Report: Tech Skills Shortage Holding Back Digital Transformation – DIGIT.FYI

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Large UK Companies: Tech Skills Shortage Holding Back Digital Transformation

Elizabeth Greenberg


digital transformation

The tech skills gap and legacy IT systems were some of the top reasons large companies cited as holding back their digital transformation. 

Elizabeth Greenberg
New research commissioned by UST, a digital transformation solutions company, has revealed the most prevalent challenges delaying digital transformation across UK industries.
The survey has found that a third of large UK companies cite a lack of in house technical skills (33%), and too many legacy IT systems in place (33%) as key factors in halting digital transformation efforts.
Another key factor raised by nearly a third of respondents was concern amongst their workforce about automation taking away jobs (31%).
While UK digital spending is projected to increase 5.2% year-over-year in 2023, the findings show UK businesses are unable to fully take advantage of technology advancements.
200 senior decision makers in large UK companies with an average turnover of over £9 billion were surveyed, so the research may not represent issues affecting SMEs.
For these larger companies, the survey found that adopting the right technologies can help organisations build resiliency, reduce operating costs and improve sustainability.
In terms of immediate benefits of investing in digital transformation, respondents rated building resilience to cope with future disruption highest (41%), followed by lowering costs and increasing profitability (40%) and improving sustainability (39%).
According to respondents, cloud computing is the most important technology for successful digital transformation, with 75% ranking it highest.
Artificial intelligence and machine learning, however, were close behind at 67%, followed by augmented reality and Web 3.0 (58%) and robotics (54%) as crucial or very important technologies driving their digital transformation strategies.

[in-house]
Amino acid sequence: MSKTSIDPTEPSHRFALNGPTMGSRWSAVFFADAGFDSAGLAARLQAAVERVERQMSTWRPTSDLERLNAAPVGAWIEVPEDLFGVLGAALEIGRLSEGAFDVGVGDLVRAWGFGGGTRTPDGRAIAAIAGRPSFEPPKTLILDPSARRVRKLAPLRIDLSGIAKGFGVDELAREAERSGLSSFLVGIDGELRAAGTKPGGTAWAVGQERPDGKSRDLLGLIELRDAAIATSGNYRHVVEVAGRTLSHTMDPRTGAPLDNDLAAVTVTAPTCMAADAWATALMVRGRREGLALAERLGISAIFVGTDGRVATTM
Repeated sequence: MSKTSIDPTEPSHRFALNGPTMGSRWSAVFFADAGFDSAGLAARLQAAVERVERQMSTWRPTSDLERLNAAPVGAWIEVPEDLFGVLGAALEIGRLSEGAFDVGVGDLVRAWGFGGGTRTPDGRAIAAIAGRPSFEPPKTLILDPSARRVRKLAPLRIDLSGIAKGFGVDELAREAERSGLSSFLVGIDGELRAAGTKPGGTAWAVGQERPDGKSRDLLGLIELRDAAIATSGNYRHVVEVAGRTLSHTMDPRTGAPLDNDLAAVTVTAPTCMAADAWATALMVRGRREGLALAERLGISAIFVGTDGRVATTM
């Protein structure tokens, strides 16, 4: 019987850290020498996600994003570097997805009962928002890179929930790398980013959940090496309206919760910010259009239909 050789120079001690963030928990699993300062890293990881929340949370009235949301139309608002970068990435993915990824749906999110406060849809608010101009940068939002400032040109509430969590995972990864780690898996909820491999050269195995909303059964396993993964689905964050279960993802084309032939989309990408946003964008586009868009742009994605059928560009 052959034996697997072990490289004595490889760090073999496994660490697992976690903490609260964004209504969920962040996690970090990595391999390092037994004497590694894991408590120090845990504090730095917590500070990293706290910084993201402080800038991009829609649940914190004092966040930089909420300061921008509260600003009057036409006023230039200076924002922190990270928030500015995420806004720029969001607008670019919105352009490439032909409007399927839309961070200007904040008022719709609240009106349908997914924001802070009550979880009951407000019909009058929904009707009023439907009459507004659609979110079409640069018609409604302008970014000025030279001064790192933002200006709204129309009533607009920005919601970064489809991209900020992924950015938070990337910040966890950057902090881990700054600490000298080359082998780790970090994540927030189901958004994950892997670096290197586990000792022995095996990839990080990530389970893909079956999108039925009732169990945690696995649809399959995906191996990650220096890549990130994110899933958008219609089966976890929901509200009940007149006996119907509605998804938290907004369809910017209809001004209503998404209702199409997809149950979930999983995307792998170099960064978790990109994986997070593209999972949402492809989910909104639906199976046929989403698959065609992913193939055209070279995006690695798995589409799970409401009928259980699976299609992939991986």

Respondents are insisting that the government step up their efforts in supporting digital transformation.
Nearly half of respondents said the government should provide more incentives for businesses to invest in R&D (45%), support more STEM programmes in schools (44%), and suppose innovation hubs outside of current hotspots (40%).
Further, respondents (40%) also said greater collaboration between public, private, and educational sectors could help foster innovation.
The respondents claim to be making their own strides in these ventures, with over half (53%) saying they partner with schools and higher education to show what types of careers are available in their company.
Further, nearly half are advertising job vacancies in a wider range of places (49%), offering internships or summer placements (48%) and running apprenticeship programs (42%).
Praveen Prabhakaran, Chief Delivery Officer and UK Managing Director, UST, said: “Our research highlights the need for companies to continue investing in digital transformation efforts; this will help build resilience and reduce costs over the long term. Investing in technology capabilities is also vital for improving sustainability which is particularly important given the pressure many companies are under to meet net zero targets.
“In order to overcome the technical skills gap, the private sector must increase collaboration with the government and educational institutions to increase uptake in STEM subjects and digital upskilling. At UST, we are proud to work closely with schools and universities not just in the UK but across the world to develop and upskill the next generation of tech talent.”
Sheila Flavell CBE, Chief Operating Officer for FDM Group, commented: “Talent shortage is currently being cited as one of the leading barriers to the adoption of new and emerging technologies, holding back both business and economic growth. It is positive to see that organisations are taking the initiative and attempting to train talent from diverse pools of individuals, such as women, returners and ex-forces, as these groups, as well as other marginalised groups, who hold untapped and relevant skills that all too often get overlooked.”
“Technology and innovation act as huge growth drivers and for the UK to achieve its goal of technological and economic growth, investment in skills must be made, which also means guiding young people who will be looking to start their careers. Without the right level of expertise, new technologies will be left redundant and undeveloped which, for businesses, will mean losing out on increased productivity.”
“The government must continue supporting businesses who are attempting to bridge the skills gap, allowing them to offer opportunities in educating and training to individuals who can either be taught or retrained in skills that organisations are crying out for.”
Elizabeth Greenberg
Staff Writer
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